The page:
Ongoing challenges with online COVID vaccine register
There have been challenges with government’s electronic vaccination data system (EVDS), concedes the health department’s Dr Nicholas Crisp, emphasising there are areas in the system that need to be “tightened”.
Crisp, deputy director-general (DG) in the national Department of Health (DOH) – who is also in charge of the EVDS – was speaking on SABC’s SAfm this morning.
His comments come amid a host of challenges experienced by citizens in regards to the EVDS, which is the DOH’s official online self-registration portal for the COVID-19 vaccine.
Among the main frustrations has been the lack of confirmation SMS informing registered users of their vaccination date and site, as well as Internet connectivity issues in some rural areas cited as hampering registration of some senior citizens.
Despite this, the system is doing what the department wants it to do, stated Crisp.
“In our view, it [EVDS] has exceeded expectations,” he said. “It’s not just a registration and vaccination system, it’s controlling everything to do with the vaccination programme. It has a huge amount of logistics, far more complicated than meets the eye, and we can’t manage something like this without an electronic system.
“We concede that there have been challenges and there are things that need to be tightened in the system, and there are programming things that are being brought to our attention that are being addressed on a daily basis.”
Cheating the system
Ahead of the phase two rollout of the country's vaccination programme, the DOH opened up the system to persons 60 years and above last month.
The EVDS, the official online register for the COVID-19 vaccine, was initially unveiled in February, only allowing healthcare professionals to register on the portal.
To open up the system to more citizens, the health department encouraged senior persons to start registering for their vaccines via the virtual self-registration portal.
However, this move opened up the system to manipulation by non-qualifying persons, who managed to register themselves through the registration system meant for healthcare workers. This then resulted in the suspension of that portal, meaning healthcare workers that were yet to register were iced out.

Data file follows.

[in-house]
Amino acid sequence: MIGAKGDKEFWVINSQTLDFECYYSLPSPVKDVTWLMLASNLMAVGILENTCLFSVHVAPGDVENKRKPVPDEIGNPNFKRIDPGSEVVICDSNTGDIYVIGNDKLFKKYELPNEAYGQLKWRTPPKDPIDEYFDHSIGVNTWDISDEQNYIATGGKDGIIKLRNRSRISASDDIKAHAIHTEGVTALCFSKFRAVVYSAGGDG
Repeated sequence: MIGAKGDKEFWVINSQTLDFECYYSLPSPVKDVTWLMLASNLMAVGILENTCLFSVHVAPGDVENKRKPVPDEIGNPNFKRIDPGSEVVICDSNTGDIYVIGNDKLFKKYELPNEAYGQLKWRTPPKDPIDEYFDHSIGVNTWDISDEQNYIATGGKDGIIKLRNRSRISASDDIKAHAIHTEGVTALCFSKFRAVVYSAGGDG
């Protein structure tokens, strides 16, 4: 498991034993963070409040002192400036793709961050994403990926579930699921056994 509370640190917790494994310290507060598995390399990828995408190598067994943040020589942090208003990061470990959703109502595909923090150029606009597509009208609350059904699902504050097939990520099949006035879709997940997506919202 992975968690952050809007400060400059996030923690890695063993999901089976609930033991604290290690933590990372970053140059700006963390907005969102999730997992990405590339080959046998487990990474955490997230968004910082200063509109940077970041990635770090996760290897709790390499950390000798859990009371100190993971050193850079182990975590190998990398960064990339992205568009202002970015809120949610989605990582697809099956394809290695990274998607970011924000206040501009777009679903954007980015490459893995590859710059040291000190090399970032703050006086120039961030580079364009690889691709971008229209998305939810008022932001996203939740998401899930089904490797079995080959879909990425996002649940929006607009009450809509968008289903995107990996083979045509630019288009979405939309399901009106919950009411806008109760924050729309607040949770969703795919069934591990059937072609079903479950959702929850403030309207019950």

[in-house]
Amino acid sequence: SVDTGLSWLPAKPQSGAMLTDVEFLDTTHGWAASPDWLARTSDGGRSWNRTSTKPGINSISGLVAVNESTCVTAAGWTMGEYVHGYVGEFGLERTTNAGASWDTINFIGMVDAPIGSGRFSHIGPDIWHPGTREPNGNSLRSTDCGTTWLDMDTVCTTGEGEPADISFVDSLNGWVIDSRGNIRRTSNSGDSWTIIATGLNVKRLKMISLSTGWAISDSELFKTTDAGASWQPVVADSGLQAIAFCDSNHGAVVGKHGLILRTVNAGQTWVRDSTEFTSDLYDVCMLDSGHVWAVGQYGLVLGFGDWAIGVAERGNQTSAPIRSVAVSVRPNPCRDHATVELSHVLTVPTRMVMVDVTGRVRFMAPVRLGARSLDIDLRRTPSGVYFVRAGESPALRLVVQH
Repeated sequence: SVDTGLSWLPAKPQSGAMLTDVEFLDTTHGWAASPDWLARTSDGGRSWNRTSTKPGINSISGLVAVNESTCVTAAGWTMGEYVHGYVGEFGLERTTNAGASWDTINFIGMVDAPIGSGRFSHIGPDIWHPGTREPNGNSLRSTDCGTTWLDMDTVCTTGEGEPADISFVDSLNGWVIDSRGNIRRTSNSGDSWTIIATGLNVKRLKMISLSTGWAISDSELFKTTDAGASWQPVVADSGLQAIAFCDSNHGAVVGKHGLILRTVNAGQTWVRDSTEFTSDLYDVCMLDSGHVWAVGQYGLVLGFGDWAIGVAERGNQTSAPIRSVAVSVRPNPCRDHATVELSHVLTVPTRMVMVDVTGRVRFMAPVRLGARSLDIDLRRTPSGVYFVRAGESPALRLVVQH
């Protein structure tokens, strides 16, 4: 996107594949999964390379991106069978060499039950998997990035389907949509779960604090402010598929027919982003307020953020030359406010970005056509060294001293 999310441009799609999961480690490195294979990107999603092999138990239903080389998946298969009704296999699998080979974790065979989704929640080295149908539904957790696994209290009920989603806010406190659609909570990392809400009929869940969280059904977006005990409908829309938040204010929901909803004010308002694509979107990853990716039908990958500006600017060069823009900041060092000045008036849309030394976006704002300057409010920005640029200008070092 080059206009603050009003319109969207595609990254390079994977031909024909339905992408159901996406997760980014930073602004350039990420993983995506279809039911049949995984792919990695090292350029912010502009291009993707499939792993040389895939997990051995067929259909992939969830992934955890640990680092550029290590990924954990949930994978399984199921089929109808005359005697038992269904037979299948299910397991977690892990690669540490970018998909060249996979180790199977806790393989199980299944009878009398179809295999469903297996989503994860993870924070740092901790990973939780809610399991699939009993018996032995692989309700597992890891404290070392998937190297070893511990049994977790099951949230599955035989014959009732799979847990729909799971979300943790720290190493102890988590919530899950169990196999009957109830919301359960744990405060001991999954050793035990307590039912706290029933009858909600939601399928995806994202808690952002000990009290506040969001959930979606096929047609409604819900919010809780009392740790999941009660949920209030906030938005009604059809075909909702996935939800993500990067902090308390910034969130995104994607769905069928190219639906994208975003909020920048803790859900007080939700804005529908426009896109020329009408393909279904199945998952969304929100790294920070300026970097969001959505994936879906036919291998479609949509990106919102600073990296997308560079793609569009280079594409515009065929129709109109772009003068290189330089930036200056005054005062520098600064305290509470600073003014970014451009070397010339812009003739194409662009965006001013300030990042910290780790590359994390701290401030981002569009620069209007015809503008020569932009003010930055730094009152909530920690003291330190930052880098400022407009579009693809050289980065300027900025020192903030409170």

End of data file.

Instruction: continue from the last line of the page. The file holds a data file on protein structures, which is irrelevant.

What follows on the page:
Crisp explained: “In the beginning, the registration of healthcare workers under the Sisonke Trial was closely controlled and it was healthcare professionals registered with council. It was then widened to include healthcare workers who work in those healthcare establishments.
“Sisonke registration closed and the new system registration began. There was still a portal for healthcare workers, but the definition is broad and people worked out that there wasn’t an absolute requirement and nobody asked whether they had a registration with any professional body. It was very easy then for people to register and claim to work at a particular healthcare location.
“It did become out of hand and it was decided that the portal would be closed and opened in a different place where healthcare professionals can register. If you are a registered healthcare professional with a council number, we now have another way for their registration and verifications.
“For other healthcare workers who are legitimate, at the moment it’s not possible because the portal has had to be closed.”
Crisp stressed that, aside from healthcare professionals, the only people currently being registered are people of the age of 60 and over.
“We’ve got close to three million people registered now,” he told SAfm. “We are gearing up from about 70 000 vaccinations a day. As sites are opening, we will be able to do more and more vaccinations.
“We appeal to people to be patient. We know about you and you are on the register, you are being queued in the register, and when there’s a site near enough to where you live, you will be invited to come for a vaccination.”
Government hopes to inoculate 46.2 million South Africans by March 2022.